W ith growing governmental concern over tobacco use, the Seventh-day Adventist church in Bangladesh responded health rally on May 31 which happened to be World No Tobacco Day as part of its ongoing community health efforts.
Government reports in Bangladesh indicate more than 40% of its residents use tobacco products and the number is rising. Alarmingly, the Smokeless Tobacco and Public Health: A Global Perspective report released in 2014 by the Center for Disease Control noted that Bangladesh and India are home to 80% of the world’s smokeless tobacco users. Bangladesh’s Health and Family Welfare Minister Mohammad Nasim recently called for a national social movement to combat the increasing problem.
Adventist leaders noticed the prevailing tobacco use in the area around the Adventist headquarters in capital city Dhaka, particularly among the rickshaw-pullers who often live below the poverty line and have limited access to medical care and health programs. For them preventative health measures are a practical approach Adventists can offer. The Adventist Development and Relief Agency Bangladesh (ADRA Bangladesh), Dhaka Seventh-day Adventist Church and Bangladesh Adventist Union Mission (BAUM) Health Ministries Department jointly sponsored the health rally to share what they can offer to the community.
The rally began around 9:00 a.m. at the union headquarters and featured a two-kilometer, or a little over a mile, parade through the crowded city streets. The lively procession featured traditional drummers and Adventists who served as live anti-tobacco messages. Dressed in brightly colored Adventist Community Service vests, they carried banners and umbrellas with tobacco cessation slogans and wore yellow caps with “Quit Smoking” in English and Bangla.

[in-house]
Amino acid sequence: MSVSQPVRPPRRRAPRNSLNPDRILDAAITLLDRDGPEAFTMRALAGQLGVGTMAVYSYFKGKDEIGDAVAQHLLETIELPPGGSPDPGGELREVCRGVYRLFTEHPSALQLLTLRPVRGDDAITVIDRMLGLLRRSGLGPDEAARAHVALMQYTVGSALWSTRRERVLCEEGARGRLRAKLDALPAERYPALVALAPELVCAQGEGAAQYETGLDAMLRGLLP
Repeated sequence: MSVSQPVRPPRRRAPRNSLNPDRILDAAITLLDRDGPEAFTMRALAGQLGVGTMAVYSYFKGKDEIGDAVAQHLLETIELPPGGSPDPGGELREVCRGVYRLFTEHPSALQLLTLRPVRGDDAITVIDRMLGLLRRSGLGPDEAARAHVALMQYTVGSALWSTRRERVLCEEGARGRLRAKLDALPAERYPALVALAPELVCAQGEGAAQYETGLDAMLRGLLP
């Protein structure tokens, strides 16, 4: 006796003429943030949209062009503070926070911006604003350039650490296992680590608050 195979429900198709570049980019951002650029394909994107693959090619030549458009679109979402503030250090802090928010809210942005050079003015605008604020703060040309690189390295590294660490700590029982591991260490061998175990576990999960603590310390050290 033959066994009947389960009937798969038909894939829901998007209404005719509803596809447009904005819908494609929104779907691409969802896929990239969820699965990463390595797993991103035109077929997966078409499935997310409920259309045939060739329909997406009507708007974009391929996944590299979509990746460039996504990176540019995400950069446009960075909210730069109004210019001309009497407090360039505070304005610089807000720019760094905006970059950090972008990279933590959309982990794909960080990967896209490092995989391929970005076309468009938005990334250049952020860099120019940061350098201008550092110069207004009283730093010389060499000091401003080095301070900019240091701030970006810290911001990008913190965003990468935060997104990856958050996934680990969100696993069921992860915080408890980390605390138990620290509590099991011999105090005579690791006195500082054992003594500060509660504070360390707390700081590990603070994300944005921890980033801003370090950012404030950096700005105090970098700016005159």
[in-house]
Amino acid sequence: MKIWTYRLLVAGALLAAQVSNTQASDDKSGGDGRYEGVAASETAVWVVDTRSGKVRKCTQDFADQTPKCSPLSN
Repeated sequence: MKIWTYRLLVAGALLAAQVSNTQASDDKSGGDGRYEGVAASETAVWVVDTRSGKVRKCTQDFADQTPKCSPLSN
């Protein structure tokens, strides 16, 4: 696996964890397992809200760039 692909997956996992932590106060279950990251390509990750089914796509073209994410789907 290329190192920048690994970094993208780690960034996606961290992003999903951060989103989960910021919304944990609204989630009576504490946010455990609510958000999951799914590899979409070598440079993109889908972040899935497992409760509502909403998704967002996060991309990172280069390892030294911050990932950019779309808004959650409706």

Despite the scorching heat and humidity, more than 100 employees and church members from the Bangladesh Union Mission, ADRA Bangladesh, Dhaka Adventist Pre-Seminary and School (DAPS), Adventist Dental Clinic (ADC) and Dhaka Seventh-day Adventist Church participated.
Adventist church leaders such as Myun Ju Lee, president of the Adventist church in Bangladesh, Sweetie Ritchil, treasurer for the Adventist Church in Bangladesh and other departmental directors, and four local mission presidents were among those who distributed almost 1200 pamphlets during the parade.
As a union president with a busy ministry schedule, Lee was very intentional about his participation in the rally. “I’ve seen many rickshaw drivers smoking as they wait for passengers. Today I had the opportunity to be part of a group sharing about the dangers of tobacco and encouraging them to stop using it. When they accepted the leaflets about how to be smoke free, I was happy to be a part of an activity that could have an effect not just on one man but a family and perhaps even a community.” Reflecting on his experience, he added, “I want to stay involved in these kinds of activities. Isn’t a leader to be an example in every type of ministry? I would like to encourage all leaders to work together with our colleagues."
In addition to literature, the group gave their caps to rickshaw-pullers and pasted “Say No to Smoking/Have Longevity” stickers on rickshaws, buses, and lampposts as way for their message to continue its impact.
Similarly, Adventists in Dhaka will continue to seek ways to carry their message of positive health choices based on biblical principles to as many city-dwellers as possible.